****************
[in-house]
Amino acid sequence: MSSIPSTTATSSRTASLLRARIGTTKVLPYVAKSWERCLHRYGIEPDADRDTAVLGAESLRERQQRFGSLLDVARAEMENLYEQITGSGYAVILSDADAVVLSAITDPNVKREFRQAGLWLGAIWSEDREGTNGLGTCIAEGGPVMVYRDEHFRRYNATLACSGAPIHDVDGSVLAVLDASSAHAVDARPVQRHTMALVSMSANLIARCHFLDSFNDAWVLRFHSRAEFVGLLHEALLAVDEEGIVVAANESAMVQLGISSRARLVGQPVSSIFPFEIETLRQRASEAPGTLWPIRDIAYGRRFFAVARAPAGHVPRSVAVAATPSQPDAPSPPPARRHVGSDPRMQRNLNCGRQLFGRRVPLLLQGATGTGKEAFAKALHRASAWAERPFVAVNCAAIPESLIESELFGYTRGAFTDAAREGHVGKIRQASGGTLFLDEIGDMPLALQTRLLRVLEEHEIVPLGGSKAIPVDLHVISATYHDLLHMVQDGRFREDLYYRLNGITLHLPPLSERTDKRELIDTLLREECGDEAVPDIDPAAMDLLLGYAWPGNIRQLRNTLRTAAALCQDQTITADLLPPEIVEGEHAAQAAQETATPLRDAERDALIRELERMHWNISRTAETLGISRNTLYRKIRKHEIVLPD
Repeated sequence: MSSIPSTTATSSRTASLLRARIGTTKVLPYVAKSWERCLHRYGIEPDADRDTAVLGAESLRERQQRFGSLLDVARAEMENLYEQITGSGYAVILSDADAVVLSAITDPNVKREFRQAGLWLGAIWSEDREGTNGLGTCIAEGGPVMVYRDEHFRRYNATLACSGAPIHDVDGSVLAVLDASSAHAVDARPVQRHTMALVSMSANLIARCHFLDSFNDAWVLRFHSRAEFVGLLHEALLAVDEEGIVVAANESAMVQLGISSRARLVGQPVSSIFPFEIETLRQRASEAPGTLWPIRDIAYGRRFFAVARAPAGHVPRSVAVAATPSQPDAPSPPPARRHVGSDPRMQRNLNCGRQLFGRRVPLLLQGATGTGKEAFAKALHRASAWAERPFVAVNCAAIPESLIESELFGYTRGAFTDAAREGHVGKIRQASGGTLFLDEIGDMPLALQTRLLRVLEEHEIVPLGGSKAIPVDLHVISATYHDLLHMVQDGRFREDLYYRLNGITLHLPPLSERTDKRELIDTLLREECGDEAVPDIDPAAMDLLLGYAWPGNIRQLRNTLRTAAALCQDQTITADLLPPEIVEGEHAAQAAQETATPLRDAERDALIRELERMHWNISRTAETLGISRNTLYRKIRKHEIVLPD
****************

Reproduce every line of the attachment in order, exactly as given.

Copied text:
[in-house]
Amino acid sequence: MSSIPSTTATSSRTASLLRARIGTTKVLPYVAKSWERCLHRYGIEPDADRDTAVLGAESLRERQQRFGSLLDVARAEMENLYEQITGSGYAVILSDADAVVLSAITDPNVKREFRQAGLWLGAIWSEDREGTNGLGTCIAEGGPVMVYRDEHFRRYNATLACSGAPIHDVDGSVLAVLDASSAHAVDARPVQRHTMALVSMSANLIARCHFLDSFNDAWVLRFHSRAEFVGLLHEALLAVDEEGIVVAANESAMVQLGISSRARLVGQPVSSIFPFEIETLRQRASEAPGTLWPIRDIAYGRRFFAVARAPAGHVPRSVAVAATPSQPDAPSPPPARRHVGSDPRMQRNLNCGRQLFGRRVPLLLQGATGTGKEAFAKALHRASAWAERPFVAVNCAAIPESLIESELFGYTRGAFTDAAREGHVGKIRQASGGTLFLDEIGDMPLALQTRLLRVLEEHEIVPLGGSKAIPVDLHVISATYHDLLHMVQDGRFREDLYYRLNGITLHLPPLSERTDKRELIDTLLREECGDEAVPDIDPAAMDLLLGYAWPGNIRQLRNTLRTAAALCQDQTITADLLPPEIVEGEHAAQAAQETATPLRDAERDALIRELERMHWNISRTAETLGISRNTLYRKIRKHEIVLPD
Repeated sequence: MSSIPSTTATSSRTASLLRARIGTTKVLPYVAKSWERCLHRYGIEPDADRDTAVLGAESLRERQQRFGSLLDVARAEMENLYEQITGSGYAVILSDADAVVLSAITDPNVKREFRQAGLWLGAIWSEDREGTNGLGTCIAEGGPVMVYRDEHFRRYNATLACSGAPIHDVDGSVLAVLDASSAHAVDARPVQRHTMALVSMSANLIARCHFLDSFNDAWVLRFHSRAEFVGLLHEALLAVDEEGIVVAANESAMVQLGISSRARLVGQPVSSIFPFEIETLRQRASEAPGTLWPIRDIAYGRRFFAVARAPAGHVPRSVAVAATPSQPDAPSPPPARRHVGSDPRMQRNLNCGRQLFGRRVPLLLQGATGTGKEAFAKALHRASAWAERPFVAVNCAAIPESLIESELFGYTRGAFTDAAREGHVGKIRQASGGTLFLDEIGDMPLALQTRLLRVLEEHEIVPLGGSKAIPVDLHVISATYHDLLHMVQDGRFREDLYYRLNGITLHLPPLSERTDKRELIDTLLREECGDEAVPDIDPAAMDLLLGYAWPGNIRQLRNTLRTAAALCQDQTITADLLPPEIVEGEHAAQAAQETATPLRDAERDALIRELERMHWNISRTAETLGISRNTLYRKIRKHEIVLPD